Public Sector Undertakings (PSUs) have been a critical component of India’s growth story and over the years have had an evolving role to play in the economy. Starting off as the key pillars of independent India, the concept of PSUs within the Indian context was key in providing the necessary industrial and financial backbone for the country to grow. Constituted after the Second Five Year Plan of India mentioned the focus on developing the public sector, PSUs were aimed at bringing India up to pace in terms of its ability to compete and manufacture indigenously. Some of the largest and most successful PSUs—BHEL, State Bank of India, ONGC, Indian Oil Corp, Oil India, Steel Authority of India and Bharat Electronics among others owe their genesis to this period.
But over the years, many such units have become “sick” and as result of their poor financial performance have fallen in their impact to push the economy ahead. PSUs, by the very nature of their bureaucratic set up and other reasons like the inability to innovate, failure to take quick and timely decisions, and operating in an inefficient manner led to path downhill for many. A path which finally led to their disinvestments and since 1991, many of the underperforming units have been disinvested to bring in private ownership and with it the economic benefits of operating in a private and competitive fashion. Arun Shorie, the finance minister during the 2001 period explained then that 'the main objective of the disinvestment is to put national resources and assets to optimal use and in particular to unleash the productive potential inherent in our public sector enterprises.'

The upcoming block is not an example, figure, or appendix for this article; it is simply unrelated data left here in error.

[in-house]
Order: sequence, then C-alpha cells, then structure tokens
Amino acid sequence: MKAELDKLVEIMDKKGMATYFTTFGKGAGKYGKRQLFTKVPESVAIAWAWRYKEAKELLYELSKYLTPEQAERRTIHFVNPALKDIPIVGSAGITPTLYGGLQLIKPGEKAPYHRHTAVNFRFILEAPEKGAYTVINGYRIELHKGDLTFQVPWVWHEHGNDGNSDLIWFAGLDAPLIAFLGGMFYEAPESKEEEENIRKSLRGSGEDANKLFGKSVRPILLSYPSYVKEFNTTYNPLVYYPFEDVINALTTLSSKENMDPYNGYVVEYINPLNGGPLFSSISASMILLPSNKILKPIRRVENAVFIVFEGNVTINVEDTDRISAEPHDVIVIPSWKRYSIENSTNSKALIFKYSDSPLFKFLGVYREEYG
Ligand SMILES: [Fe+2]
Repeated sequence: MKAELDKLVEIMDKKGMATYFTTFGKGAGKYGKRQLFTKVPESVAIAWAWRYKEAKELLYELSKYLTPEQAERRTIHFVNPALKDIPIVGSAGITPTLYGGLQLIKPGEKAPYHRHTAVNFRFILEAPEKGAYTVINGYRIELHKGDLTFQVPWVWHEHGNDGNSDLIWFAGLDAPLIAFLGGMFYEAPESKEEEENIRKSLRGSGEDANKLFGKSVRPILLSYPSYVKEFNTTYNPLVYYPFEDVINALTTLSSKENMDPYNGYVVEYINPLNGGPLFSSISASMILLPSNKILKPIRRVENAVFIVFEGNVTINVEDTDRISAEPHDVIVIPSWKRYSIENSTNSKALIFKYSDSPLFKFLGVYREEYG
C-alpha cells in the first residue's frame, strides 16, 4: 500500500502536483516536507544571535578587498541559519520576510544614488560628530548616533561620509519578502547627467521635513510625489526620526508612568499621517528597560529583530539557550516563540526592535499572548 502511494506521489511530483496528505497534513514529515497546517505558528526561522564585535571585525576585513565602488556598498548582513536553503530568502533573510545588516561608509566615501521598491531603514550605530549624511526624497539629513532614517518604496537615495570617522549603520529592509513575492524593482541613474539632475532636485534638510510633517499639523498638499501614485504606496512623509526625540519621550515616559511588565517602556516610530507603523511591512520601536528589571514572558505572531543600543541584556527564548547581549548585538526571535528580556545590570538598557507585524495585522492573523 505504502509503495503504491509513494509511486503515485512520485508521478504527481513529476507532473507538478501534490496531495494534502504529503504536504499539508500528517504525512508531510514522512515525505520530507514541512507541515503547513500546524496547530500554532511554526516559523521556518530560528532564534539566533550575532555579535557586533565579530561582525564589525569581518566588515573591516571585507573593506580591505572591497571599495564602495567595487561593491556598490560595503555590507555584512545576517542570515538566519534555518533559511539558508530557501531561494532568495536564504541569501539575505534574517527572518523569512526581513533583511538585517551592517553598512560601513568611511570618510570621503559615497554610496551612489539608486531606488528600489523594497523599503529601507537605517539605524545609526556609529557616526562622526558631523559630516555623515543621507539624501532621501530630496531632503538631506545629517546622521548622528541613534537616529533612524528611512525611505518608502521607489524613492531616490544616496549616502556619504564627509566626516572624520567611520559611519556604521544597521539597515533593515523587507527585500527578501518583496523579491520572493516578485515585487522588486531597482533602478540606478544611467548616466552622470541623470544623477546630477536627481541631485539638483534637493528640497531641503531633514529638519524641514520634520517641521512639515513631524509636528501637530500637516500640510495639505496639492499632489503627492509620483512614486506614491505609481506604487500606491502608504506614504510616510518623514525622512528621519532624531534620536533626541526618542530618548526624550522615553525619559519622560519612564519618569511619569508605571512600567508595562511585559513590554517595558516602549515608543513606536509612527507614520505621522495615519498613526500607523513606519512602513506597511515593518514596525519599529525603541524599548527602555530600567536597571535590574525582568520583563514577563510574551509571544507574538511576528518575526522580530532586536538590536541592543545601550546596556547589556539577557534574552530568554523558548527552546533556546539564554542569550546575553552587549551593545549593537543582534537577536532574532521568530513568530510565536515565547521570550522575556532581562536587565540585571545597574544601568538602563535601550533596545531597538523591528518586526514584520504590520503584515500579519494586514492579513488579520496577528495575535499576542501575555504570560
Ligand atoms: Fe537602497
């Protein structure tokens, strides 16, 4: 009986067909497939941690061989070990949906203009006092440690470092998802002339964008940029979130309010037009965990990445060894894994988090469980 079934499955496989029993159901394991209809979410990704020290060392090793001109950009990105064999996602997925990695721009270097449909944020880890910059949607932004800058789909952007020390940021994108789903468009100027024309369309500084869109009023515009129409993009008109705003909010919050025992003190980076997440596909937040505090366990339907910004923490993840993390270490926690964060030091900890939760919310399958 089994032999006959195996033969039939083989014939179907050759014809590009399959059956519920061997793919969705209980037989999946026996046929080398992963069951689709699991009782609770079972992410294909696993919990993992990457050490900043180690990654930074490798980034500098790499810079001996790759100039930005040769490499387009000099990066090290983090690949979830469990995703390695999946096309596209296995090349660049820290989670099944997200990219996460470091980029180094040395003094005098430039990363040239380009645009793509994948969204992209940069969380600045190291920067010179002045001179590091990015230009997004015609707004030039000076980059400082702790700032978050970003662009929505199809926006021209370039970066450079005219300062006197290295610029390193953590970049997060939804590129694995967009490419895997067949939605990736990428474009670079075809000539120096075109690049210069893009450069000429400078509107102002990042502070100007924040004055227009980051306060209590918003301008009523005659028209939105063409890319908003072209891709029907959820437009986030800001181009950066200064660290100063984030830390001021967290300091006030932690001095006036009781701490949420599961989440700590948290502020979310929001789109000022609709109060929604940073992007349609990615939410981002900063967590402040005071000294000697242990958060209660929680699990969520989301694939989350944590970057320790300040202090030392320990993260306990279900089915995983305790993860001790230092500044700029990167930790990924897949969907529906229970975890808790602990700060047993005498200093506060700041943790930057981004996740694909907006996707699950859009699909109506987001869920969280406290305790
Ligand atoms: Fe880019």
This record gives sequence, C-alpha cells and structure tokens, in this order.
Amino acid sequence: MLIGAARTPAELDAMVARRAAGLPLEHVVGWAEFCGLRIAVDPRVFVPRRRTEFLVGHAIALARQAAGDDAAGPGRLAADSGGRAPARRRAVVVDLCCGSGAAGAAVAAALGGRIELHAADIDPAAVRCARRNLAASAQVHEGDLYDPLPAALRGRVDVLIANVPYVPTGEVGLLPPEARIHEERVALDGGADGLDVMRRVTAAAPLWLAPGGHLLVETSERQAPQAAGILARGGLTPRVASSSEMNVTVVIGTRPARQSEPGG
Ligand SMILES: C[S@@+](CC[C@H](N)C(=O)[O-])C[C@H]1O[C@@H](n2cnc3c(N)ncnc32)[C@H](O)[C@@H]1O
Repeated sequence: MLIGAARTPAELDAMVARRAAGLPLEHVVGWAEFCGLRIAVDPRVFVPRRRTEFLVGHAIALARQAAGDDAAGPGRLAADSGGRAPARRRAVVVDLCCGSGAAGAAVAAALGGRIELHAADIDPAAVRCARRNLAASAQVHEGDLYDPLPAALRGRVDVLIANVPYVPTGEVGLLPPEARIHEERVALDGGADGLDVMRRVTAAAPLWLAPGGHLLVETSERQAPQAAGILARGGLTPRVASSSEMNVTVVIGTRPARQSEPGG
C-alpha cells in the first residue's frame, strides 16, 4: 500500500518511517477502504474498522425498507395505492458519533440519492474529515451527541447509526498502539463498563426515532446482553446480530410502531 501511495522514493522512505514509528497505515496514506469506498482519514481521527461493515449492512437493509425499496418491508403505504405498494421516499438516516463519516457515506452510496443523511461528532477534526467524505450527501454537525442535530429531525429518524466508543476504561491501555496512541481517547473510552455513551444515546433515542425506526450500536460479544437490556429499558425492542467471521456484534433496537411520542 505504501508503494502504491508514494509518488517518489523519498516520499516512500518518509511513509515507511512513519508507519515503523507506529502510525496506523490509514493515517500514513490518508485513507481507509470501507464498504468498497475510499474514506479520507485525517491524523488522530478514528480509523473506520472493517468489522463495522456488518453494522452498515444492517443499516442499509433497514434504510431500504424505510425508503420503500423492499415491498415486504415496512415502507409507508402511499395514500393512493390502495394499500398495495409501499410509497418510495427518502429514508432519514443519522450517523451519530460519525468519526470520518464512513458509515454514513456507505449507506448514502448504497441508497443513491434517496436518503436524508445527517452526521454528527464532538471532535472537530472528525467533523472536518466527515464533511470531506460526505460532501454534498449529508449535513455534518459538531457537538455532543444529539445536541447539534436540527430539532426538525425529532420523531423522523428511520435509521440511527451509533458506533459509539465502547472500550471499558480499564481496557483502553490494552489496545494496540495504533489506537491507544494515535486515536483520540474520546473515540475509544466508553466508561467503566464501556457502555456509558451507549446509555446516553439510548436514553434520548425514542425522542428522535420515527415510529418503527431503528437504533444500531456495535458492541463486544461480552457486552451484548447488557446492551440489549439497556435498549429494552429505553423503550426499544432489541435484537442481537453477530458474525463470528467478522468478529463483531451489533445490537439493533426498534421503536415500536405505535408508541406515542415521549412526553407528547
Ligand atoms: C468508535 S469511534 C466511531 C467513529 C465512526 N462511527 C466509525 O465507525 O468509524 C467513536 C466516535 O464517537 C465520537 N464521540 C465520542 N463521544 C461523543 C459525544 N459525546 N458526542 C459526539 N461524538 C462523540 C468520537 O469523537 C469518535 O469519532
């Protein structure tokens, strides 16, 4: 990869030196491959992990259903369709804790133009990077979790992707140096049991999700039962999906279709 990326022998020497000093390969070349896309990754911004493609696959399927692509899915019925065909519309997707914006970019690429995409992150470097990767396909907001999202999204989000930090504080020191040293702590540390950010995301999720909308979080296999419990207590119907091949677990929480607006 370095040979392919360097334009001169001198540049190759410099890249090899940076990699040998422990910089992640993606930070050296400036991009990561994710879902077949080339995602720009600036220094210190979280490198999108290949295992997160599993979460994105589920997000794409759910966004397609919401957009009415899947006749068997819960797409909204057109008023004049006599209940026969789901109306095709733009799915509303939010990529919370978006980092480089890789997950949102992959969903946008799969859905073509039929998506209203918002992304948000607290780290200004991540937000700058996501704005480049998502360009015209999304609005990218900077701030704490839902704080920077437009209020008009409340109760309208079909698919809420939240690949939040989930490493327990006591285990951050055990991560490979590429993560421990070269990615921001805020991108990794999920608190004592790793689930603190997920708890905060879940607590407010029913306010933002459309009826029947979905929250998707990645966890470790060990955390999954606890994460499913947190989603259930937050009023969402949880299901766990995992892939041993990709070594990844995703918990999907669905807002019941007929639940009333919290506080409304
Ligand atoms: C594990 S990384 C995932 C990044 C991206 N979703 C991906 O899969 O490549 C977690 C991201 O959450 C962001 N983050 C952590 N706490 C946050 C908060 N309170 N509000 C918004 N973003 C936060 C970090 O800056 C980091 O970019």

Although initial attempts to bring in more private players into the fray didn’t really kickoff, it was only during the 2001-02 - 2003-04 period when the maximum number of disinvestments with the Government being able to amass Rs. 21,163.68 crore as against the target of Rs. 38,500 crore. Subsequent years have witnessed a tumultuous journey of success and failure of the disinvestment process, mainly due to the political nature of the economic reform.
There is little doubt that the growth of the public sector has led to the expression of gainful employment opportunities. In addition to the primary effect in creating employment opportunities, public sector investments also have also helped other sectors grow in and around it; having a multiplier effect on other sectors of the economy. This has been greatly beneficial and therefore has had a positive effect on the total employment position of the country over the years. In 1960–1961, the number of people employed in public enterprises was only 1.82 lakh. This figure rose to 7.01 lakh in 1971–1972 (excluding casual workers) involving an increase of 385 %. In 2011–2012, the number of working population in these industries stands at 13.98 lakh.